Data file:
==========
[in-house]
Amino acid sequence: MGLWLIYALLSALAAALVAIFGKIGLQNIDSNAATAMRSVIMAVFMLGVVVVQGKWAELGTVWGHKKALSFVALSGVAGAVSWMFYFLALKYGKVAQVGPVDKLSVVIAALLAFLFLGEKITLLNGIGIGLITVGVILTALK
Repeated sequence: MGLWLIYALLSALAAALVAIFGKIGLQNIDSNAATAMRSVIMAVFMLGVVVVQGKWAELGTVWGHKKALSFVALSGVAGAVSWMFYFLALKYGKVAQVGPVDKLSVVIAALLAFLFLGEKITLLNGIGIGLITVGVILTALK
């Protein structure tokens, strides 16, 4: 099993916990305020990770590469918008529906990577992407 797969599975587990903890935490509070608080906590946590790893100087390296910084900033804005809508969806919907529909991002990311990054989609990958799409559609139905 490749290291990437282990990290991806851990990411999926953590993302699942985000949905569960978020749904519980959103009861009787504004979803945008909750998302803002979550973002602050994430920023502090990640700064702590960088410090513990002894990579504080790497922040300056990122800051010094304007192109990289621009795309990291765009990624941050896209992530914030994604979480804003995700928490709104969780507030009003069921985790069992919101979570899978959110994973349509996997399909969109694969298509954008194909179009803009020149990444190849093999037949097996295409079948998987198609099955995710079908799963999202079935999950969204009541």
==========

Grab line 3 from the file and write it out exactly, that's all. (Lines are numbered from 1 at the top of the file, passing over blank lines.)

Repeated sequence: MGLWLIYALLSALAAALVAIFGKIGLQNIDSNAATAMRSVIMAVFMLGVVVVQGKWAELGTVWGHKKALSFVALSGVAGAVSWMFYFLALKYGKVAQVGPVDKLSVVIAALLAFLFLGEKITLLNGIGIGLITVGVILTALK